“Grant money from the [NHTSA] goes through the state Department of Transportation,” which then doles it out to cities and towns, according to Lieutenant David Dubiel, who handles traffic control for West Hartford. Of course there are restrictions on how these funds are spent. “We can’t buy equipment,” says Dubiel, but are limited to funding overtime pay for officers to either perform “roving patrols” (driving around with an eye out for trouble) or staff “sobriety checkpoints.”
And they can’t keep it secret. “[According to] parameters established in case law, [a checkpoint] has to be announced to the media,” said Dubiel. Though what the media then does with the announcement is up to them: “Say, I tell the Hartford Courant , but I can’t force them to print it.”
That’s okay — there’s no force necessary for the Advocate to do the right thing. So remember, everybody: if you’re drunk in West Hartford this June 22, or even if you’re sober and just don’t like the idea of innocent citizens having to pass through police checkpoints, stay the heck away from New Britain Avenue.
Before 1990, checkpoints in America were mostly seen on television, when low-rent stations aired old black-and-white movies about life under the Nazis or Communists. “Your papers, citizen.” Pre-1990 civics teachers bragged to their students that Americans are protected from that sort of thing by the fourth amendment to the Constitution, which guarantees: “The right of the people to be secure … against unreasonable searches and seizures … but upon probable cause.”
In other words: you can’t be stopped for searches or questioning unless the cops have a warrant or at least a very good reason to suspect you’re up to something. No “fishing expeditions” netting the innocent in hopes of catching a few guilty along with them are allowed.
Then, in the 1980s the Michigan State Police decided that drunk driving was too big a problem for the fourth amendment to cover it. The police started setting up random checkpoints, inspecting all drivers on a given road to ensure none had been drinking. Challenges to this went all the way up to the U.S. Supreme Court, which ruled in 1990 (by a 6-3 vote) that such checkpoints were indeed permissible.
Actually, when then-Chief Justice William Rehnquist wrote the Court opinion he agreed that “a Fourth Amendment ‘seizure’ occurs when a vehicle is stopped at a checkpoint.” But the Court decided this seizure without probable cause was only a “minimal intrusion of civil liberties,” and acceptable since reducing drunk driving is a legitimate concern of the government.
Ironically, Michigan’s Supreme Court later banned checkpoints within the state.
One of the arguments cited by the court were multiple studies showing checkpoints to be less effective than roving patrols in catching drunk drivers. (That the patrols avoided violating the fourth amendment was an added bonus.)
The Supreme Court ruling in favor of checkpoints had precedents: in 1976, for example, the Court said that checkpoints could be used within 100 miles of an international border, to determine drivers’ immigration status. Carving this exception to the Constitution was supposed to solve the illegal-immigration problem that plagued the country 31 years ago, the theory being that in exchange for a little fourth-amendment rollback, by 2007 or so illegal immigration would be a complete non-issue in America, border walls and INS crackdowns in New Haven notwithstanding.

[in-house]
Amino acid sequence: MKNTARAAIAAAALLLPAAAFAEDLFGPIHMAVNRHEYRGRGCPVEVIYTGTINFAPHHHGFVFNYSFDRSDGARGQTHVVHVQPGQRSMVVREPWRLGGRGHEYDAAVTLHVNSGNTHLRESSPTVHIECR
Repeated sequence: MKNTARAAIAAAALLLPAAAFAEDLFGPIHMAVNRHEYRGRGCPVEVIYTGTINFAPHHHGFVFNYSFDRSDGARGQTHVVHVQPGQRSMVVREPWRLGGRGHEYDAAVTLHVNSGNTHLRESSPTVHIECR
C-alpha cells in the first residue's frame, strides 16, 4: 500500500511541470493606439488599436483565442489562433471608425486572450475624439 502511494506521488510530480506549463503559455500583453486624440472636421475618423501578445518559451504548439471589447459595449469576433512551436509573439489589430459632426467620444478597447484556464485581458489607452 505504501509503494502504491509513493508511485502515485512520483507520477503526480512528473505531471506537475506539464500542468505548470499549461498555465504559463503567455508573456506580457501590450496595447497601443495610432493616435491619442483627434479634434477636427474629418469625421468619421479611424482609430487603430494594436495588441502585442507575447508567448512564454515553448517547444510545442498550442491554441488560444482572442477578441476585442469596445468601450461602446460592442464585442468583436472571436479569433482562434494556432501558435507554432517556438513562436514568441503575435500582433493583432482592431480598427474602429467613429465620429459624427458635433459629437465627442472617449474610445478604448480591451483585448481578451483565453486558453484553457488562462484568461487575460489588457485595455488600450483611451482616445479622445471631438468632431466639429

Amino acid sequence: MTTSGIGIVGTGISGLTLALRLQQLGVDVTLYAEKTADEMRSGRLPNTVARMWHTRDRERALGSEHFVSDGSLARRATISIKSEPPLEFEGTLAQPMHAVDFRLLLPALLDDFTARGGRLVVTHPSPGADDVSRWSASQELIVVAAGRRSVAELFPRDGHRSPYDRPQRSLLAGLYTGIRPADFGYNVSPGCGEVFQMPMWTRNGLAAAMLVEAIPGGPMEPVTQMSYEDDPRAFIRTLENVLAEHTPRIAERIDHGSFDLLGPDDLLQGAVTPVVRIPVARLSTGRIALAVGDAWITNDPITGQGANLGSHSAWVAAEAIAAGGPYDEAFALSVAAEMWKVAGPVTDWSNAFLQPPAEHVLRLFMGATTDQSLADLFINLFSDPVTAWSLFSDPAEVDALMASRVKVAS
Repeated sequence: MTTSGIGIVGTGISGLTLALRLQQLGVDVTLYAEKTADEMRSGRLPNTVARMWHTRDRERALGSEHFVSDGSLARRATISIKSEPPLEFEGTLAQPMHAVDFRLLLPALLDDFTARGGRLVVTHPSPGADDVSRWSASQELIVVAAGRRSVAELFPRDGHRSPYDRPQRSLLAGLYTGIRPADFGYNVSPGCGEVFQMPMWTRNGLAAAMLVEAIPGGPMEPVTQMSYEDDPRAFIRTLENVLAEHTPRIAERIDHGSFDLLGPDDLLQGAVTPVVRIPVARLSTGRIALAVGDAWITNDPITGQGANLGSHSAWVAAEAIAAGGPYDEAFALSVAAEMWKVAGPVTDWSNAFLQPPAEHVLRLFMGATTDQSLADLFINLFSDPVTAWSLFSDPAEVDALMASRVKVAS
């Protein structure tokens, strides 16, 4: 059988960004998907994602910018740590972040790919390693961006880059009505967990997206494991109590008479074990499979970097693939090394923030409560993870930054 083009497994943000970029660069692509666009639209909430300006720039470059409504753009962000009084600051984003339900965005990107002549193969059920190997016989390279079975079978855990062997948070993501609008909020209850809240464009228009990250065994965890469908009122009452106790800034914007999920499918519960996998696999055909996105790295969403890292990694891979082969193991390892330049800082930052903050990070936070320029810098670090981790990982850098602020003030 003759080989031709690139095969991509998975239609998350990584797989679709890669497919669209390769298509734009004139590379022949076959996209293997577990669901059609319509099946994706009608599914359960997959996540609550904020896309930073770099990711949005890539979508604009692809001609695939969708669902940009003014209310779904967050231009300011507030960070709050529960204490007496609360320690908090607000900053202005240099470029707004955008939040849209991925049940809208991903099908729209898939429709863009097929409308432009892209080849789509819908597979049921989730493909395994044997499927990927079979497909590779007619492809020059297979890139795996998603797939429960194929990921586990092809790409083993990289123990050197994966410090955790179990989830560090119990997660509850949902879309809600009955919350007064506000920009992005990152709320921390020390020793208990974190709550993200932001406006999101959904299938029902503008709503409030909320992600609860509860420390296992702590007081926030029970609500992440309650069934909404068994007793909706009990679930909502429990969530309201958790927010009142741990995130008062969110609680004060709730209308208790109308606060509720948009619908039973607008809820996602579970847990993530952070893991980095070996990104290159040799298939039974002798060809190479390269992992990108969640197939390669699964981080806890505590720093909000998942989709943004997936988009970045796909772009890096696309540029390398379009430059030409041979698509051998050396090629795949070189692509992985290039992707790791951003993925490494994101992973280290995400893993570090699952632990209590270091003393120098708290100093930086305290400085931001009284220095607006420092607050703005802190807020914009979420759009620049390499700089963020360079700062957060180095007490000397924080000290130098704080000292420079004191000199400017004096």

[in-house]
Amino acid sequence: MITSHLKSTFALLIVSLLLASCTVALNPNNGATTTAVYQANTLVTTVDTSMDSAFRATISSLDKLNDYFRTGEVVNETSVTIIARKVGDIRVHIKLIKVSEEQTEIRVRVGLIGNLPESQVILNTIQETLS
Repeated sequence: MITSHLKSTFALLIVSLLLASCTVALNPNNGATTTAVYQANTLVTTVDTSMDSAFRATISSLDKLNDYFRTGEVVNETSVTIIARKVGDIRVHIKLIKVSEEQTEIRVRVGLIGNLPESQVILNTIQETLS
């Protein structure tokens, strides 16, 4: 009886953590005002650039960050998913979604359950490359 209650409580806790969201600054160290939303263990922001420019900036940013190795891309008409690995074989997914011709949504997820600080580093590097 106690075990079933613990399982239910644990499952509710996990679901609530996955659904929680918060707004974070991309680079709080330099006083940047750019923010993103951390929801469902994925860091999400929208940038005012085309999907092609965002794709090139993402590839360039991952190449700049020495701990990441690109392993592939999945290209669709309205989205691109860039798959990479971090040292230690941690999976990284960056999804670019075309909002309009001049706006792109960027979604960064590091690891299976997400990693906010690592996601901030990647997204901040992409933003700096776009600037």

Anyway, Dubiel thinks the purpose of the cops’ having to announce checkpoints to the media might be to keep constitutional bruising to a minimum. “Theoretically, the practical reason for the announcement [involves] the fourth-amendment rights against search and seizure,” he said.
When asked whether he found roving patrols or random checkpoints more effective in increasing the safety of the streets, Dubiel didn’t hesitate to answer.
“I find roving patrols more effective … our last roving patrol we found a stolen car. There are no checkpoints for that.”
West Hartford’s town council voted to accept the NHTSA grant at the last council meeting. When you look at the agenda for a meeting in West Hartford (or any other municipality in America) you’ll usually see one or two items that you know will be rubber-stamped into acceptance with no prior debate.
One of the acceptance no-brainers on the last agenda was this: “Resolution to appropriate funds awarded the Town of West Hartford under the Federal Highway Safety Program for the purpose of expanded DUI enforcement.” No councilmember will vote to turn down free federal money, especially not in the name of public safety and double-especially not when the town’s having budget problems.
“The grant request was processed some time ago,” said Mayor Scott Slifka. “It’s for work we’ve done throughout the year, with the exception of [the upcoming checkpoint].” Slifka also said that the town helps fulfill the grant’s prior-notice requirement by mentioning future checkpoints on its “list serve,” a free e-mail subscription service offered on the town website. So if you’re wont to drink and drive in West Hartford then shame on you, and don’t forget to add your e-mail address to that list.
Tuesday, August 14, 2007
Tuesday, August 14, 2007
Poker Buddies, Wink Wink
It's illegal to play poker for money, unless you're (on tribal land or) among "friends"
By Jennifer Abel
Here’s a riddle: how is playing cards like having sex? Answer: it’s legal for two (or more) consenting adults to do it together so long as nobody gains financially. But the second capitalism gets involved, then you are (according to the government) an officially Bad Person who deserves to go to jail.
Poker’s pretty popular these days, both in person and online, so the Division of Special Revenue is reminding everybody not to play for money. Paul Young, the division’s executive director, said in a press release last month that Connecticut law makes gambling illegal in most instances.